# Is there a mathematical notation of indexing a matrix?

Do matrices in linear algebra support an operation of indexing them analogous to array indexing?

For example:

$$A = \left [\begin{array}{cc} 1 & 2 \\ 3 & 4 \end{array}\right]$$

In C, a fixed 2 by 2 array in 32 bit integer space could be described as:

int32_t A[] = {
{1, 2},
{3, 4}
};


and allows operations like:

A = 2;


Is there a universally accepted equivalent to such an operation in linear algebra?

I understand that a Matrix is not a C Array equivalent, but I am curious whether such an operation is supported.

• It's really not clear to me what you mean. Often one will write the $(i, j)$ entry of a matrix $A$ as $A_{ij}$ or $a_{ij}$. – Travis May 11 '16 at 12:26
• I mean is there a non naive, universally accepted way to denote mutation/accessing of an element within a matrix. A universally "correct" way to denote such an operation. – Dmitry May 11 '16 at 12:27
• The notation $A_{ij}$ "accesses" the element, but if you're referring to the operation that takes a matrix $A$, indices $i, j$ and a value $b$ and returns the matrix $A'$ whose entries are $A'_{kl} = A_{kl}$ for $(k, l) \neq (i, j)$ and $A'_{ij} = b$, then no, there is no widely familiar notation for this. Of course, you can always define such a notation and explain it yourself. – Travis May 11 '16 at 12:43
• I think the title of this question should be modified to make clear that the question is about a notation for modifying a matrix entry. – Marc van Leeuwen May 12 '16 at 8:32
• @MarcvanLeeuwen indexing/mutating. But from the responses I got so far, it appears a matrix is not a mutable construct, and instead new matrices must be created via transformation or reinitialization, so asking how to modify a matrix seems misleading. – Dmitry May 13 '16 at 16:40

## 4 Answers

$A_{ij}$ is a common notation for the $(i,j)$th entry of a matrix $A$.

$i$ specifies the row, $j$ specifies the column, and the indexes start with $1$, rather than $0$.

So if $A = \begin{bmatrix} 1 & 2 \\ 3 & 4 \end{bmatrix}$, then $A_{11} = 1$, $A_{12} = 2$, $A_{21} = 3$, and $A_{22} = 4$.

• A standard matrix is always row major then, right? – Dmitry May 11 '16 at 12:40
• In the usual notation, the first index specifies the row. Is that what you mean by "row major"? – Omnomnomnom May 11 '16 at 15:35
• @Dmitry Yes, it's row major order. – DylanSp May 11 '16 at 16:45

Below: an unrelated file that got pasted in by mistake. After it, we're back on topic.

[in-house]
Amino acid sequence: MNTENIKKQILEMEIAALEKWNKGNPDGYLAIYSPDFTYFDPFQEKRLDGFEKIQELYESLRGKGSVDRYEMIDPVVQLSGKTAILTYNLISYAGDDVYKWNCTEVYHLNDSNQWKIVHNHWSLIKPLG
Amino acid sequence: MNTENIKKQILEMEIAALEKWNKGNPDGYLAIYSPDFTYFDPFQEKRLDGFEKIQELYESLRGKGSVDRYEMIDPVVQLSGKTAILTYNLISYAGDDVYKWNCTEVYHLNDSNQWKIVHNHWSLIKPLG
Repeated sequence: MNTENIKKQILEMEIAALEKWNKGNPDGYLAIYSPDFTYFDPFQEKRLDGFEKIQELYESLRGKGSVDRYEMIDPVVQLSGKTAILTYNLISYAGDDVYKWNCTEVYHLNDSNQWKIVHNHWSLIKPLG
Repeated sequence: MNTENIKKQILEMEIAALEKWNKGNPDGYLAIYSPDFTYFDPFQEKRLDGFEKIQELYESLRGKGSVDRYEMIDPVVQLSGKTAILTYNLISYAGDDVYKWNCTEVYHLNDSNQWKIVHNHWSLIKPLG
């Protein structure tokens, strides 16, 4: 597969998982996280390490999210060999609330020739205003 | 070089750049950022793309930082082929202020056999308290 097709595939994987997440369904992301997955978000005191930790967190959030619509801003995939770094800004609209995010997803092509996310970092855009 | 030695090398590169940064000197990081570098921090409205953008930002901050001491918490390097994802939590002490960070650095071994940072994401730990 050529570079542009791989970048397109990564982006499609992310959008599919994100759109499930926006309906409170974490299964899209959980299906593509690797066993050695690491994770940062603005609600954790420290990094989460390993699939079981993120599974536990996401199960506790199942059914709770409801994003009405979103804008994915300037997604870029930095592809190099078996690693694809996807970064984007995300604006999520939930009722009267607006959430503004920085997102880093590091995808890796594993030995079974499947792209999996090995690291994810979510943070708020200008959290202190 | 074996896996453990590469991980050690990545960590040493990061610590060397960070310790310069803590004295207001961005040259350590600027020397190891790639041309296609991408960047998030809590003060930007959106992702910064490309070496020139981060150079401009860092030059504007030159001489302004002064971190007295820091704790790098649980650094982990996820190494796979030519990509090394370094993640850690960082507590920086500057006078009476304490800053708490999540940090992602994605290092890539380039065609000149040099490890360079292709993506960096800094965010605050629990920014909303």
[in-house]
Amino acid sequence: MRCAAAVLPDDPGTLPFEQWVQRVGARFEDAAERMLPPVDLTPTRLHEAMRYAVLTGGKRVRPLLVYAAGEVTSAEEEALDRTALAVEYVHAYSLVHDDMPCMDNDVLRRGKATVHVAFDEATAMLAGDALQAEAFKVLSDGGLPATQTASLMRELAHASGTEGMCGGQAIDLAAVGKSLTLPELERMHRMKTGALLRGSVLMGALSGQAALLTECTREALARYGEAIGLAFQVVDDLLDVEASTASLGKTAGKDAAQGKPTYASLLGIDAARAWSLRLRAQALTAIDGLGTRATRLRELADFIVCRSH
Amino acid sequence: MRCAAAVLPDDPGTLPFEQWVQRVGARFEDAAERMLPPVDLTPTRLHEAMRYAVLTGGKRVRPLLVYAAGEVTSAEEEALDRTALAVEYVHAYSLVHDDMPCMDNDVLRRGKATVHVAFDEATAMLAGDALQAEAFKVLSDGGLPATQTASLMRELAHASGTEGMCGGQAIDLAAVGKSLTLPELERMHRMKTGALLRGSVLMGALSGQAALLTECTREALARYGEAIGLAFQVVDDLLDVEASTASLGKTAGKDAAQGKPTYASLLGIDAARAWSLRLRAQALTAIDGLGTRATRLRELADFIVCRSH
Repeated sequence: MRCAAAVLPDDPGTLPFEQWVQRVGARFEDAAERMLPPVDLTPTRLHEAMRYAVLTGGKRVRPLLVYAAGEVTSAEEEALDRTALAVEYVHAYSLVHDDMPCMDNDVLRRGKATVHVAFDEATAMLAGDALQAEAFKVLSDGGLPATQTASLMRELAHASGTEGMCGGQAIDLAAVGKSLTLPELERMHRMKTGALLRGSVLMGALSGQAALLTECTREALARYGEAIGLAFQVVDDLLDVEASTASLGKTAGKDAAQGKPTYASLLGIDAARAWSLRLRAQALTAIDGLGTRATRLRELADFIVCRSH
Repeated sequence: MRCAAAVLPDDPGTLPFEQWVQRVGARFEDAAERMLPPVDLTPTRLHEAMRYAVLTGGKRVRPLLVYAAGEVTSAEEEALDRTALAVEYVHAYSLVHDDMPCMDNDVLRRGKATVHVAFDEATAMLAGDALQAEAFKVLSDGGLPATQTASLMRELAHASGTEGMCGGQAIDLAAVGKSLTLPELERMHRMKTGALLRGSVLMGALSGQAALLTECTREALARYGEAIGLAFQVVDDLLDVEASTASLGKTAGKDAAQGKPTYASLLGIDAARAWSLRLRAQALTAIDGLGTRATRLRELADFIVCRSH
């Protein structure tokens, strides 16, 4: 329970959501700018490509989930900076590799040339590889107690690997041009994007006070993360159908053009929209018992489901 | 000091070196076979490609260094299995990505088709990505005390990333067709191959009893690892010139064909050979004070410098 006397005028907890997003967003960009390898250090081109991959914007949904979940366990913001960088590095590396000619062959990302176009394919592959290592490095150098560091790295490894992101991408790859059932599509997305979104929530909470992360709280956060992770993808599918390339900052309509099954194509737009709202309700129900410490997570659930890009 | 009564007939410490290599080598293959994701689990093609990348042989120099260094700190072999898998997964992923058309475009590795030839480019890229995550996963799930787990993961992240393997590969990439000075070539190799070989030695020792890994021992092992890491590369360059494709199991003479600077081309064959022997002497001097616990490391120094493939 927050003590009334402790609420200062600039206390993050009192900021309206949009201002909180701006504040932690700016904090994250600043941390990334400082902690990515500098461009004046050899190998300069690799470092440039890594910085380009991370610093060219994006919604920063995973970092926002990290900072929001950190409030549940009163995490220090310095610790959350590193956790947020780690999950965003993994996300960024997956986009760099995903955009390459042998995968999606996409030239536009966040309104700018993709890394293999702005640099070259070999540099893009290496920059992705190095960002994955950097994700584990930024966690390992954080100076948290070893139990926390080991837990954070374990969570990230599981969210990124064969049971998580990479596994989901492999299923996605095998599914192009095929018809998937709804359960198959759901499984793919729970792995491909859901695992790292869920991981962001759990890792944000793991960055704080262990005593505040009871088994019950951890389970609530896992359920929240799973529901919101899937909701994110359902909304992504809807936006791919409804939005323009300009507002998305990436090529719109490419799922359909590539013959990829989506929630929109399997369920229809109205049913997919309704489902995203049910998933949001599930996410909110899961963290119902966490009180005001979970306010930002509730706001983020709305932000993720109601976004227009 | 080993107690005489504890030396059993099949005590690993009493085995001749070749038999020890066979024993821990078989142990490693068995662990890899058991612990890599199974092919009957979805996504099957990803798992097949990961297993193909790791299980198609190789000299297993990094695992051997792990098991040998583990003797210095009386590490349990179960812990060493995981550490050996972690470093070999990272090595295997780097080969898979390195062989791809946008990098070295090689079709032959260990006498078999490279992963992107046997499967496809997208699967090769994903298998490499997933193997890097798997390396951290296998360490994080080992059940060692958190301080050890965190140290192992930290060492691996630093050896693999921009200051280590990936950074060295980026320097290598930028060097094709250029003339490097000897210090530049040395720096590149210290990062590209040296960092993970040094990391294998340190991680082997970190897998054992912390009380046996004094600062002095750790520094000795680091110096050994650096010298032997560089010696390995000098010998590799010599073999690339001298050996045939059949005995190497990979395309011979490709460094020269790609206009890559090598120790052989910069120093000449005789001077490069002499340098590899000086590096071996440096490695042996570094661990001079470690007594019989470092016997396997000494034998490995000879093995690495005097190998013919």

• @Dmitry: I think you've misunderstood the term "row major". Row-major order has to do with the order in computer memory or storage -- whether the elements in the same row are always adjacent, vs. whether the elements in the same column are. In math, there's nothing analogous to that. – ruakh May 11 '16 at 20:31
• @Dmitry: Again, nonsense. There are plenty of languages that use column-major order, including some of the earliest languages (e.g. Fortran). That's why the terms "row major" and "column major" even exist. But they all use the normal math notation, with the row index preceding the column index. (If they didn't, then there would actually be no difference between row-major and column-major orders: if you flip the notation and the storage, then the two flips cancel each other out.) – ruakh May 13 '16 at 18:21

The most common one is $A_{ij}$, although you will often $a_{ij}$ in lowercase. Slightly less common is $A_{i,j}$ (usually when the indices are themselves a formula). Far less common is $A (i,j)$; sometimes used when there are other subindices/superindices around.

No, quite independently of matrices there is no standard mathematical notation for mutating operations, because there is no notion of executing a mathematical text. If we wrote a hypothetical formula with a side effect, what would make that side effect actually happen? We are free to reread our formulas if we don't quite understand them the first time around; would that make the side effect happen a twice or more?